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Sarah Shewey

CEO/Founder, Happily

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How can we empower kids to reshape the education system? *A TEDActive Education Project Question*

http://on.ted.com/projects

The TEDActive Education Project will explore how children can make an impact on the education system. We hope to come out of this project with fresh ideas for ways kids can start an education revolution.

At TEDActive2011 in Palm Springs, an amazing group of individuals came together as a group to come up with a simple micro-action solution for empowering kids to be a part of the education reform conversations. After a quick 36 hour period of time, the team made a website that allows students to upload videos of their ideas on education reform.

You can empower a student to share their voice at http://elev8ed.org.

Also, please share your own ideas here, or by starting a new conversation tagged with TEDActiveEDU so we can all follow.

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    Mar 31 2011: The revolution we need is quite simple. Private enterprise providing education. Society must avoid government of doing it. Teachers must see students as clients. Schools should compete providing the best to their students. A voucher system should exist to let poor people to have access to the best schools. Each school should choose the subject.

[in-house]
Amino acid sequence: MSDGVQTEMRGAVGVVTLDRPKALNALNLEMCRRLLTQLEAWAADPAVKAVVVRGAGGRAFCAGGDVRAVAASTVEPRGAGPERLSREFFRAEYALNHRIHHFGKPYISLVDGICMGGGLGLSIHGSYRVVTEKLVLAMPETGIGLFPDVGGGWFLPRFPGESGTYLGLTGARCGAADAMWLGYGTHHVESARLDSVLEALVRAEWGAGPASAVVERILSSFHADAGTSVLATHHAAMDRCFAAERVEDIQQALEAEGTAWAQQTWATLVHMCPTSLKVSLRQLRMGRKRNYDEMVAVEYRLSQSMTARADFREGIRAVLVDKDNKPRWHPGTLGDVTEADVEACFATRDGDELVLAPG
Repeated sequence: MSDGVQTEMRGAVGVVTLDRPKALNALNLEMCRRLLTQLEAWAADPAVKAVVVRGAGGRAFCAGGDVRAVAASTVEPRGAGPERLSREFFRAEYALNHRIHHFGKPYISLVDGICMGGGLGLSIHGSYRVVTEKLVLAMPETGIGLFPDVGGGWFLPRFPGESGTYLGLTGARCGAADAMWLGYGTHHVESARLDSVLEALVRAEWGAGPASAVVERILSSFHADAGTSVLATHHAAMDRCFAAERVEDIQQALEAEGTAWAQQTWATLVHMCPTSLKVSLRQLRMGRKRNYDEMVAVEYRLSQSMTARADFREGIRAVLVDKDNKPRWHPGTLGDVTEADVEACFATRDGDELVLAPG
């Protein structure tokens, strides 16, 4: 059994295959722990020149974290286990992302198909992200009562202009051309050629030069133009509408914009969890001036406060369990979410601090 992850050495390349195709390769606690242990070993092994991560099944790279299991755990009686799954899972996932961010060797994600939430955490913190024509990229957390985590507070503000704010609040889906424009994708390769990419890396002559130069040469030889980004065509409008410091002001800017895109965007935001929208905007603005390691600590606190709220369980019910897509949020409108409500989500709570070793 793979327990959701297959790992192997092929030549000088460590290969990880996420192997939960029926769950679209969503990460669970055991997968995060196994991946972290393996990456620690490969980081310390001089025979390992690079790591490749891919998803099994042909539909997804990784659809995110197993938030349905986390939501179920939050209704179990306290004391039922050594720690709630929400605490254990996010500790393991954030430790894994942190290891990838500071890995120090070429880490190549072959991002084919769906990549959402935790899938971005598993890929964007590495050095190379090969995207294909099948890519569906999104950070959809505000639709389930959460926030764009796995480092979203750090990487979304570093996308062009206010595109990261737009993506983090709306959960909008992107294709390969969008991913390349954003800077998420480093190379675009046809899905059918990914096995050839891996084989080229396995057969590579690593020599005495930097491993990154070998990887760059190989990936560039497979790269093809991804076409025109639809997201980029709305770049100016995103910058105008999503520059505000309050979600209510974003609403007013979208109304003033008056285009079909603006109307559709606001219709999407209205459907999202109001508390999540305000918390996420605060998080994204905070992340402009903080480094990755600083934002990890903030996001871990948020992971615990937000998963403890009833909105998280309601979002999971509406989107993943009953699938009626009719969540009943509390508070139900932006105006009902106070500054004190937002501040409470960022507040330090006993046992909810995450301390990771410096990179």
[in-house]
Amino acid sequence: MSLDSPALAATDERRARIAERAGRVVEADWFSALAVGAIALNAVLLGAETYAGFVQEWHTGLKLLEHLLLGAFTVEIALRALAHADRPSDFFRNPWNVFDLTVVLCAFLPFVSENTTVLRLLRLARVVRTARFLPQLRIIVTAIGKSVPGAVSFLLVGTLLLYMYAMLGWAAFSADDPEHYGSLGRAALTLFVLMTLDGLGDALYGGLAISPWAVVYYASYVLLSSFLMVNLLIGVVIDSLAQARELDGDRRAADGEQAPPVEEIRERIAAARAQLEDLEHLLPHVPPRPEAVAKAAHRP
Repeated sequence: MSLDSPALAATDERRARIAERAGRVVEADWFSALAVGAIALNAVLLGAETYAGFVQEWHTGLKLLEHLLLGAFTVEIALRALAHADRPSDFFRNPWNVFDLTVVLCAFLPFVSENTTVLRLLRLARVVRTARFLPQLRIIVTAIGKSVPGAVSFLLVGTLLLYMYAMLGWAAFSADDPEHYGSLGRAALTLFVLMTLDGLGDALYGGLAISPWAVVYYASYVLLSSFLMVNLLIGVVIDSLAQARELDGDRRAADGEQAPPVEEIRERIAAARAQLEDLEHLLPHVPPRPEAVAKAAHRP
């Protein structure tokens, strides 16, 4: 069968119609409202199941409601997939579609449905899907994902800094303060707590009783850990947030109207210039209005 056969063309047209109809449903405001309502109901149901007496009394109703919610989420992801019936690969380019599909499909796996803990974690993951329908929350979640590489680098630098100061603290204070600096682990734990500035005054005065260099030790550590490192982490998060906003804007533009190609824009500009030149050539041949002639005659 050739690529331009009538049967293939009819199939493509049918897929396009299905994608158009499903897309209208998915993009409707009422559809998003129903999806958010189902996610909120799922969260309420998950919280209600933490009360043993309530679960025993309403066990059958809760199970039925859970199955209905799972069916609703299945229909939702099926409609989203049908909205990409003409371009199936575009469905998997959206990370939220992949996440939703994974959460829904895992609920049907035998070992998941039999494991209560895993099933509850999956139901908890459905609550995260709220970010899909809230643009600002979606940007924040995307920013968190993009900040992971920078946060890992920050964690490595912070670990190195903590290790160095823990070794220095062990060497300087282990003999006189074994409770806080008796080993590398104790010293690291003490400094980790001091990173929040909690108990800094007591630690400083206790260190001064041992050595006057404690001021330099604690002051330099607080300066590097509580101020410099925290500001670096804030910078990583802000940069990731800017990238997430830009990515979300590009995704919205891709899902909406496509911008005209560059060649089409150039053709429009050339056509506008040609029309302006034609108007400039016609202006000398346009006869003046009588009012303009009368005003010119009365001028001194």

• Ben B

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      Mar 31 2011: Your proposition is very interesting, and there are a few pro's this suggestion would provide, but it makes me wonder; how will you make sure everyone's treated equally?
      How will you ensure the main goal is the wellbeing of the children in a governmentfunded FOR-PROFIT organisation? As schools are the cornerstone of democracy, how do you make sure your teachers will be objective? How will you make sure schools don't become a marketingploy to teach them how to prefer a certain company's products? Or specificly train them to become the company's employees?
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        Apr 1 2011: Public schools do not have the monopoly of goodwill. Schools in a competitive environment will try to offer the best to their students. Otherwise parents will avoid the schools, which are not well ranked. Results (grades, sponsorships, good jobs) will show to the market the schools we should choose and those we should avoid. Public control is a delusion anyway when we talk about staterun facilities. It is the paradise for burocrats and demagogues. Today, everybody wants to go to private schools but a few can afford it. Demand for a good education is much bigger than offer in an unbelievable way because people would to avoid public school if they could. However, there is no choice for them. Rich people or gifted talent people have granted access to the best places. Where is the equality here? Poor people or ordinary people go to ordinary public school where competitiveness lacks. There are two problems to be faced: how to privatise and how to manage the voucher system to keep the money safe from the burocrats and usual corruption. PS: Funds do not come from government. It come from every individual who contributes for education. What comes in, must goes out. I do not trust in government but, I can accept them taking care of those funds, instead of taking care of our childrenĀ“s education.